Following is the current genelist, arranged by gene symbol, identifying the unit factors for which stocks are available in the Maize Genetics Stock Center (Department of Agronomy, University of Illinois, Urbana, Illinois 61801), those for which variants exist in generally available strains (e.g. isozyme variants), and those upon which current or recent research studies have been published or have been reported in the Maize Genetics Cooperation Newsletter. The information tabulated includes the chromosome (L=long arm, S=short arm) and map position or approximate position, the name and phenotype, availability from the Stock Center (S), a photograph (P) in the Mutants of Maize (Neuffer, M.G., et al. 1968, Crop Sci. Soc. Amer., Madison, WI), and references to the original descriptions.
Following the gene list are the current working maps for each chromosome. The traditional linkage map based on conventional factors and isozymes is presented in the center. Each linkage map represents the order and recombinational distances, in centimorgans (1% recombination = 1 cM), for those genes for which sufficient information is available to make a reasonable judgment of their location. Each chromosome is arranged beginning with the most distal gene in the short arm. Locations of the centromeres are indicated according to the best available data from cytogenetic studies. The physical map of each chromosome, immediately to the left of each linkage map, is drawn with the length of each arm in proportion to the ratio of the length of that arm to the length on chromosome 1. Locations of the B-A translocations, which generate hemizygous segments, are shown as TB-...; placement on the physical map is in accordance with observed breakpoints; placement on the linkage map is in relation to genes uncovered or not uncovered. The vertical line associated with simple B-A translocations represents the segment within which the breakpoint is located (genes distal to the line on that arm should be uncovered). In the case of compound translocations, the associated vertical line on the linkage map for the first arm involved (e.g., 1L of TB-1La-5S8041) defines the segment within which the second breakpoint is located (genes distal to the line are not uncovered). On the map of the second arm involved (5S, in the example), genes distal to the associated line are uncovered (as they are with simple B-A translocations). TB's shown spanning one or more genes may or may not uncover the indicated gene or genes. Immediately to the right of the linkage map are those genes that have some information leading to a "rough" placement on the map, either near a gene already on the map or to a region of the map. Further to the right are those genes which have been only placed to chromosome (represented by the vertical line with arrows at both ends) or to one arm (represented by a vertical line running from near the centromere to the end of the arm).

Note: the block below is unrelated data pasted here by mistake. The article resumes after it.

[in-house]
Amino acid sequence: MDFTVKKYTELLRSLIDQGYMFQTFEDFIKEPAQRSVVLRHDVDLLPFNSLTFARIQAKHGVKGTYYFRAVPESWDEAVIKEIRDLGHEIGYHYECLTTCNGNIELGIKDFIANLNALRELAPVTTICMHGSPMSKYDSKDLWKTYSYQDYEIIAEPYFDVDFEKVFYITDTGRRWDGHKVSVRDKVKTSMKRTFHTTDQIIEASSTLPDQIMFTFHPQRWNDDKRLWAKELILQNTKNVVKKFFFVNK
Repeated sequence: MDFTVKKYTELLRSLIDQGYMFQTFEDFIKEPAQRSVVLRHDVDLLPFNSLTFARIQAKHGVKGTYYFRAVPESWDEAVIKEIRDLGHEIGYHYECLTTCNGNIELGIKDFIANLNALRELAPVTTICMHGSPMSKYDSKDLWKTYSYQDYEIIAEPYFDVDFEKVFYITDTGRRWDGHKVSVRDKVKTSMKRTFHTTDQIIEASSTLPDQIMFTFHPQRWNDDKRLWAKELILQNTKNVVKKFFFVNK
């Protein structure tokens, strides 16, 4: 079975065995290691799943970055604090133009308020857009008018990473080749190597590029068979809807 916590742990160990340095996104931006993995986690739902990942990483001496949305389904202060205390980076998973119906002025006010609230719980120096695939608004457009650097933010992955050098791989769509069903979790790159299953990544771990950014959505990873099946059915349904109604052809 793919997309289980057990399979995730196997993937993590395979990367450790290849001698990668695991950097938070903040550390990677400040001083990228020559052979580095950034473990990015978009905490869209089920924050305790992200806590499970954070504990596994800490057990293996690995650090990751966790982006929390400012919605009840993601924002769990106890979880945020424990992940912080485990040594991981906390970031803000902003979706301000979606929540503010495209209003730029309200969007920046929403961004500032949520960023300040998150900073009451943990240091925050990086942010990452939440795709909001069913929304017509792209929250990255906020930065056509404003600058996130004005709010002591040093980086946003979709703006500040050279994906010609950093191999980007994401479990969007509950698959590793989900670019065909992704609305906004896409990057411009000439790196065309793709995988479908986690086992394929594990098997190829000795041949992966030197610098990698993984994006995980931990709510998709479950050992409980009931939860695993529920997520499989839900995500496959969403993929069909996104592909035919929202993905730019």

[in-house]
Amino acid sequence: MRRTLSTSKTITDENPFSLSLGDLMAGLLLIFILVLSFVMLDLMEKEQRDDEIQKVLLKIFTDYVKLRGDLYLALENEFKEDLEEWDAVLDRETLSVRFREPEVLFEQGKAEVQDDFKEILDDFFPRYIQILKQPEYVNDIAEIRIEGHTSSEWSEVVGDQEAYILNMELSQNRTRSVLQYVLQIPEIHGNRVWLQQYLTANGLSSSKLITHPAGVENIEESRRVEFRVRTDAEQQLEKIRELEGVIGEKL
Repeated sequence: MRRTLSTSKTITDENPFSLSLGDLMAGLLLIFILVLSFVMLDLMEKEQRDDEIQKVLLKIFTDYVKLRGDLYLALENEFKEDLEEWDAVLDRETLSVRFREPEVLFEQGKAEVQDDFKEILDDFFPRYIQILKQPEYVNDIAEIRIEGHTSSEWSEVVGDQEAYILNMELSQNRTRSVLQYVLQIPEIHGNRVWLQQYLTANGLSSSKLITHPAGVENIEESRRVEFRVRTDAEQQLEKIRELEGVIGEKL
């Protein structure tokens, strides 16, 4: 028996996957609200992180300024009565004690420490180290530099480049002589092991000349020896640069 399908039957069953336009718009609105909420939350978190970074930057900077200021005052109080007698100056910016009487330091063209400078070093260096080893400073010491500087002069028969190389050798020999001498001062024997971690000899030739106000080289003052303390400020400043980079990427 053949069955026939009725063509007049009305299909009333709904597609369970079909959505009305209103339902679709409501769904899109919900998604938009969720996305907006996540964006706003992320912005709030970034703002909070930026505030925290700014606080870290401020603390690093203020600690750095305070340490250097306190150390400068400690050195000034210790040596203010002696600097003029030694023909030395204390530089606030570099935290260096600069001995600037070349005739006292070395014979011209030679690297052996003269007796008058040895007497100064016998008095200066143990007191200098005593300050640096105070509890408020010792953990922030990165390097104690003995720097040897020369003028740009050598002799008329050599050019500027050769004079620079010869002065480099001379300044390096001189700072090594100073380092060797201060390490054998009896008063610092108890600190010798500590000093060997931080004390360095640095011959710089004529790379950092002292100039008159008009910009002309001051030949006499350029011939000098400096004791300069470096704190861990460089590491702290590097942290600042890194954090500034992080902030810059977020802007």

To left of each chromosome's physical map are the current versions of the public restriction fragment length polymorphism (RFLP) maps developed by B. Burr at the Brookhaven National Labs (on the left) and D. Hoisington at the University of Missouri (on the right). On the right of the Missouri map are preliminary localizations of conventional markers based on work at Missouri and that provided by other researchers. The horizontal ticks indicate the RFLP loci used in mapping the gene or genes.
The Integrated Mapping Project, developed under the encouragement, advice and efforts of the maize community, is in the second of 3 years of funding from NSF. The focus of the prioritized work under this support is (1) to set a universally usable framework of RFLP markers; (2) to define physical locations with B-A and A-A translocations; and (3) to map a selected group of conventional markers (see notes in this Newsletter). It is important to stress that this effort in no way decreases the need for others to map (either traditionally or with RFLPs). What this project will do is provide a means by which these data can be assembled and distributed to all interested research workers.
The importance of placing loci defined by probes of known function cannot be overstressed. In a number of cases these provide very accurate ties to the conventional map and, in the very least, provide functional significance to a particular region of the genome that will be important as further additional studies (particularly in the area of quantitative genetics) progress. Therefore, if you have a clone for a known function and know or believe that it hybridizes to a maize genomic sequence, please attempt to map the locus (or loci). This can be accomplished in a couple of ways (and we recommend doing both). First, the set of recombinant inbreds should be probed and the data sent to Ben Burr for analysis. Secondly, it would be appreciated if the probe could be sent to Missouri for mapping in F2 and testcross populations. We would also be able to use the probe in our correlation to physical and conventional markers. We have included in this Newsletter a sample form of the desired information for each clone you provide. If you have any questions regarding mapping of RFLP loci (both old and new), please call or write.
As usual, any comments and/or changes to the maps are greatly appreciated.
Ed Coe, Dave Hoisington and Shiaoman Chao
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